Pakistani soldiers backed by helicopter gunships attacked a suspected militant hideout in Pakistan's volatile tribal region near the Afghan border and killed about 30 fighters, an army spokesman said Saturday.
But residents and hardline clerics disputed the military's claim, saying most of the dead were local villagers, including women and children.
Gen. Shaulat Sultan would not reveal the identities or nationalities of those killed late Friday near the town of Miran Shah, the scene of repeated clashes between security forces and militants in the past week.
"We did that with full accuracy on authentic intelligence, and according to our information about 30 miscreants, who included foreigners, were killed," he told The Associated Press by phone.
No security forces were hurt and all those present at the hideout were killed, he said, adding the raid blew up a large cache of weapons.
But two residents told an Associated Press reporter that they saw the bodies of women and children at the scene. They did not give their names because of the risk of reprisals.
Syed Nek Zaman, a hardline opposition lawmaker who is also a cleric, also condemned the military operations, claiming the army had only killed "innocent tribesmen."
"Come up with evidence if you killed foreigners," he said during a session of the National Assembly, the lower house of parliament.
He also said local women and children were among the victims of the offensive.
An intelligence official in the region said the targeted compound belonged to a pro-Taliban cleric, Maulvi Sadiq Noor, although it was not clear whether he was there at the time. The official spoke on the condition of anonymity because he was not authorized to speak to the media.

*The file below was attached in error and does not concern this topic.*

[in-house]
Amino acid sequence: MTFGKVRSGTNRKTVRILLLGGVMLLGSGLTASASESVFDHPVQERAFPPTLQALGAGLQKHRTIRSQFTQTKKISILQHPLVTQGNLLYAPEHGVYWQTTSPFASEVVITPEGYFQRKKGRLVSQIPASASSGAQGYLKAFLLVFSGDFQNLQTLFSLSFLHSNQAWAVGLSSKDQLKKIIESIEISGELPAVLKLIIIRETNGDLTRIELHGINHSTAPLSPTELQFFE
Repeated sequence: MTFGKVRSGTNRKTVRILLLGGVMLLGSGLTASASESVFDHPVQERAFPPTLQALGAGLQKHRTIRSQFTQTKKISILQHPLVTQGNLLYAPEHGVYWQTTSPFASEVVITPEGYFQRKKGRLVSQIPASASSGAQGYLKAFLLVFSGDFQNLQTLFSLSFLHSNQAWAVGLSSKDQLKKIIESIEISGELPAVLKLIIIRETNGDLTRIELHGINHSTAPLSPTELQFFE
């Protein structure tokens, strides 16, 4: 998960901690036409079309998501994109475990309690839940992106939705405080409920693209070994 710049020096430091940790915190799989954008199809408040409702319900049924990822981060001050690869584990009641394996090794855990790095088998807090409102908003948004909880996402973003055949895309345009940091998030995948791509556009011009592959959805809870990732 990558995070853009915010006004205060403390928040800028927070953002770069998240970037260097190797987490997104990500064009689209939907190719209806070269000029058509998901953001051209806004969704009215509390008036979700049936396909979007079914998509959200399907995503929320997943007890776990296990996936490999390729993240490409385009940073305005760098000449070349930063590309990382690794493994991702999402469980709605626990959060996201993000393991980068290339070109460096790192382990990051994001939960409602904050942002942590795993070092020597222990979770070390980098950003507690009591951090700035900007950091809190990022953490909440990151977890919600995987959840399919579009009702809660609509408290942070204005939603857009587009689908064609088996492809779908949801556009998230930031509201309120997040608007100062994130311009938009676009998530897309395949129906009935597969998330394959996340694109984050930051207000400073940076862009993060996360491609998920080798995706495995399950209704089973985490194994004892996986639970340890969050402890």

The official said security forces were hunting for more foreigners believed to be hiding in the region.
Noor and other pro-Taliban tribesmen have been targeted since earlier this week when their armed men captured government buildings following a military attack on an al-Qaida hideout near Miran Shah. Over 100 suspects and eight soldiers were killed in the fighting.
Days later, authorities imposed a curfew in Miran Shah after regaining control of government buildings from militants, who are believed to have retreated to nearby mountains.
Pakistan is a key ally of the United States and has asked tribal elders to evict foreign militants and their supporters from their areas or prepare for military action.
The recent clashes in North Waziristan were the worst in Pakistan's tribal regions since 2004 when scores of al-Qaida militants, troops and local fighters died during fighting in the neighboring region of South Waziristan.
Officials say members of Afghanistan's toppled Taliban regime and al-Qaida militants continue to hide in Pakistan's lawless tribal regions near the Afghan border.
The recent unrest has compelled thousands of residents to flee to safer areas, but on Friday, some shops reopened and several families began returning home.
Farid Ullah, 34, who had fled to the nearby town of Mir Ali with his wife and five children, said he had returned to Miran Shah after hearing that fighting had ended.
"We pray for peace, and we ask the government to avoid the use of force and to try to resolve all issues through peaceful means," he said as his family walked to the town.
Pakistan has deployed 80,000 troops and mounted a series of military operations in tribal regions to flush out militants. Pro-Taliban tribesmen insist that most of the people killed in the army raids were innocent civilians, a charge the military denies.